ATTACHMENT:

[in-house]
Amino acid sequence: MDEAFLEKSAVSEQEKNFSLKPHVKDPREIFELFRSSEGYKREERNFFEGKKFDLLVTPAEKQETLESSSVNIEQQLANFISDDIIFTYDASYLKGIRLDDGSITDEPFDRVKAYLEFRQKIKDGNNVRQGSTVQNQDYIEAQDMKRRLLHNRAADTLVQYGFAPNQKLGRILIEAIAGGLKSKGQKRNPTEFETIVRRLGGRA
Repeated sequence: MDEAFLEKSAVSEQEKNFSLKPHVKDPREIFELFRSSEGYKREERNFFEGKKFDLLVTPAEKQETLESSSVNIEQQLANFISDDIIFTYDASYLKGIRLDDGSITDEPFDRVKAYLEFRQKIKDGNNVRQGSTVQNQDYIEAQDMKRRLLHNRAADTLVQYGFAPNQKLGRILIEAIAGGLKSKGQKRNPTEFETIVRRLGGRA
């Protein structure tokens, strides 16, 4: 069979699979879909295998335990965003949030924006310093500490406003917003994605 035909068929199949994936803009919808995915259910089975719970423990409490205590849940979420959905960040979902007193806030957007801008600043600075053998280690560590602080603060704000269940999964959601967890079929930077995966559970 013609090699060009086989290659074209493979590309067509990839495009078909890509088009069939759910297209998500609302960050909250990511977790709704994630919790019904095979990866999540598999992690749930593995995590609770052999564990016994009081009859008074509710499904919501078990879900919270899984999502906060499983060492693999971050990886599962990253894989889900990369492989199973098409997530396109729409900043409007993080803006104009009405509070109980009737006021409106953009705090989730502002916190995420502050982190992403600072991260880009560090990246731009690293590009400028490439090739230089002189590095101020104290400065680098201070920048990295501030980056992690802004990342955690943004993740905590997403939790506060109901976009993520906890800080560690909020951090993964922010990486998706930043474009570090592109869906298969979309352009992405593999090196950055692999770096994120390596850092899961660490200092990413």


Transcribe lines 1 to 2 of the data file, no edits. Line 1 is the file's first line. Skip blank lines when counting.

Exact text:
[in-house]
Amino acid sequence: MDEAFLEKSAVSEQEKNFSLKPHVKDPREIFELFRSSEGYKREERNFFEGKKFDLLVTPAEKQETLESSSVNIEQQLANFISDDIIFTYDASYLKGIRLDDGSITDEPFDRVKAYLEFRQKIKDGNNVRQGSTVQNQDYIEAQDMKRRLLHNRAADTLVQYGFAPNQKLGRILIEAIAGGLKSKGQKRNPTEFETIVRRLGGRA